The scientific community has come to an apparent consensus on how projected global warming over the next century will affect our tropical storms, including hurricanes, cyclones and typhoons. A special World Meteorological Organization panel of 10 researchers of both storms and climate change published a report yesterday in the journal Nature Geoscience which predicts that while the number of storms in the future will decrease, their strength will grow. The analysis is based on past storm data and computer models that project future weather patterns and storm activity.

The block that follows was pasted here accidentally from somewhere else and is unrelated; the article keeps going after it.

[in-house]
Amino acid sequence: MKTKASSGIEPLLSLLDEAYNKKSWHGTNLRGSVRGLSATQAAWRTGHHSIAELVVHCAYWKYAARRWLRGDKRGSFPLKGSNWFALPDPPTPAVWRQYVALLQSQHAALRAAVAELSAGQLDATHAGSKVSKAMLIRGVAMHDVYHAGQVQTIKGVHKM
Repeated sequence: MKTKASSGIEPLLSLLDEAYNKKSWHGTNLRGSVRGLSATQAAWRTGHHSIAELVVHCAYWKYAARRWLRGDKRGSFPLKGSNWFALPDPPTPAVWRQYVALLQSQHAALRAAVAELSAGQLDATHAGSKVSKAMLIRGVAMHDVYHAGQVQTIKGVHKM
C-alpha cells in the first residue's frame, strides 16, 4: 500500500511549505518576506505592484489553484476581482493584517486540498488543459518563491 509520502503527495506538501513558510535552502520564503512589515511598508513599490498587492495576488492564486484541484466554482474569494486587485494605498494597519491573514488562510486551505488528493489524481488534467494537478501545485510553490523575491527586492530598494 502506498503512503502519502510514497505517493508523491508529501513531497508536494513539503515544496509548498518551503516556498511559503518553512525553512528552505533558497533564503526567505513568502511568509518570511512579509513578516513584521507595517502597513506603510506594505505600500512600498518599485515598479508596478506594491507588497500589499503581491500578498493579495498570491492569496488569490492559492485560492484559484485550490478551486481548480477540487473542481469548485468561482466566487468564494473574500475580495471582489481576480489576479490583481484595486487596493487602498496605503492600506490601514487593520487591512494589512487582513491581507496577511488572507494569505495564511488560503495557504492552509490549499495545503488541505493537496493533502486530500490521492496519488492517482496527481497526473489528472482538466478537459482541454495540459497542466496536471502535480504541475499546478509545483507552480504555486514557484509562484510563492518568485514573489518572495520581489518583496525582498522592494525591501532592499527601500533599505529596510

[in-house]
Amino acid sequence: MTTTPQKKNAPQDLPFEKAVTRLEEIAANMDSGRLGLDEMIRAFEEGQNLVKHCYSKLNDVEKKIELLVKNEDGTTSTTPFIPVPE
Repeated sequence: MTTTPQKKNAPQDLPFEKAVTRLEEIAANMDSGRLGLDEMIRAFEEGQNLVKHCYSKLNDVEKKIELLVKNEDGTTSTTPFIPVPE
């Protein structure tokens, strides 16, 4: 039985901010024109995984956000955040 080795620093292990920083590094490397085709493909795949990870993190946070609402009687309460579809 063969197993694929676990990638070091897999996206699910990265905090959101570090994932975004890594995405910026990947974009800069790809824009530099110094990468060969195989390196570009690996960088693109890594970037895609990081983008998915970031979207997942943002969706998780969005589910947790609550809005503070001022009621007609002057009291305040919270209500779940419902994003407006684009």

The study finds that by the year 2100, the number of storms worldwide should decrease 6 percent, from the current average of 87 storms a year to as few as 57. This would be due to a warmer climate's increased wind shear which would help break up some developing storms. At the same time the study projects that due to warmer waters, storm strength would also increase 9 percent by the end of the century.

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